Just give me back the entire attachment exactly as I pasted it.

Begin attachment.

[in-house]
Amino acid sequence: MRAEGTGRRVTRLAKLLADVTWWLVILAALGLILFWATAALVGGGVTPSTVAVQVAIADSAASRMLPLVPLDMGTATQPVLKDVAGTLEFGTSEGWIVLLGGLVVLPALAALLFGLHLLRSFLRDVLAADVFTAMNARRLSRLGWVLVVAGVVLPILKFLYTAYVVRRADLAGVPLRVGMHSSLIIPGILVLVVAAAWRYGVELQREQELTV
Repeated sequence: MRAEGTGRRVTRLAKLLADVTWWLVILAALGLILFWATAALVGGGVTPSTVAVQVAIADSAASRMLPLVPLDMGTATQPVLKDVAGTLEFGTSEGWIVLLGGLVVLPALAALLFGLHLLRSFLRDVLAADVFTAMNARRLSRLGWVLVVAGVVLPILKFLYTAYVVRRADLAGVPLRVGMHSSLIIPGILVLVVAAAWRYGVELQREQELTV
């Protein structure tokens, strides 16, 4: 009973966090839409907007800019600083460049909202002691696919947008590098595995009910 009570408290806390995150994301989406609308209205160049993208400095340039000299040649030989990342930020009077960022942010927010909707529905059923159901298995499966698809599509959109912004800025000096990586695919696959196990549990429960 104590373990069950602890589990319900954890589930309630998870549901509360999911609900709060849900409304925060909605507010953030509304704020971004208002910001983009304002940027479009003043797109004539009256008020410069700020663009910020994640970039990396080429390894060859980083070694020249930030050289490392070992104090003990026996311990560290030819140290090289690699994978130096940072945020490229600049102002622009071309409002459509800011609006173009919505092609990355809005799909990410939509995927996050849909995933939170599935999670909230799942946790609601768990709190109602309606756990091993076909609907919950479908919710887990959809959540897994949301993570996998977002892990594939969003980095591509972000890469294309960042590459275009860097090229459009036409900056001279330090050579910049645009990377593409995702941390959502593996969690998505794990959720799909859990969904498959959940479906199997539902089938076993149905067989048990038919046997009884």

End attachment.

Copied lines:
[in-house]
Amino acid sequence: MRAEGTGRRVTRLAKLLADVTWWLVILAALGLILFWATAALVGGGVTPSTVAVQVAIADSAASRMLPLVPLDMGTATQPVLKDVAGTLEFGTSEGWIVLLGGLVVLPALAALLFGLHLLRSFLRDVLAADVFTAMNARRLSRLGWVLVVAGVVLPILKFLYTAYVVRRADLAGVPLRVGMHSSLIIPGILVLVVAAAWRYGVELQREQELTV
Repeated sequence: MRAEGTGRRVTRLAKLLADVTWWLVILAALGLILFWATAALVGGGVTPSTVAVQVAIADSAASRMLPLVPLDMGTATQPVLKDVAGTLEFGTSEGWIVLLGGLVVLPALAALLFGLHLLRSFLRDVLAADVFTAMNARRLSRLGWVLVVAGVVLPILKFLYTAYVVRRADLAGVPLRVGMHSSLIIPGILVLVVAAAWRYGVELQREQELTV
């Protein structure tokens, strides 16, 4: 009973966090839409907007800019600083460049909202002691696919947008590098595995009910 009570408290806390995150994301989406609308209205160049993208400095340039000299040649030989990342930020009077960022942010927010909707529905059923159901298995499966698809599509959109912004800025000096990586695919696959196990549990429960 104590373990069950602890589990319900954890589930309630998870549901509360999911609900709060849900409304925060909605507010953030509304704020971004208002910001983009304002940027479009003043797109004539009256008020410069700020663009910020994640970039990396080429390894060859980083070694020249930030050289490392070992104090003990026996311990560290030819140290090289690699994978130096940072945020490229600049102002622009071309409002459509800011609006173009919505092609990355809005799909990410939509995927996050849909995933939170599935999670909230799942946790609601768990709190109602309606756990091993076909609907919950479908919710887990959809959540897994949301993570996998977002892990594939969003980095591509972000890469294309960042590459275009860097090229459009036409900056001279330090050579910049645009990377593409995702941390959502593996969690998505794990959720799909859990969904498959959940479906199997539902089938076993149905067989048990038919046997009884």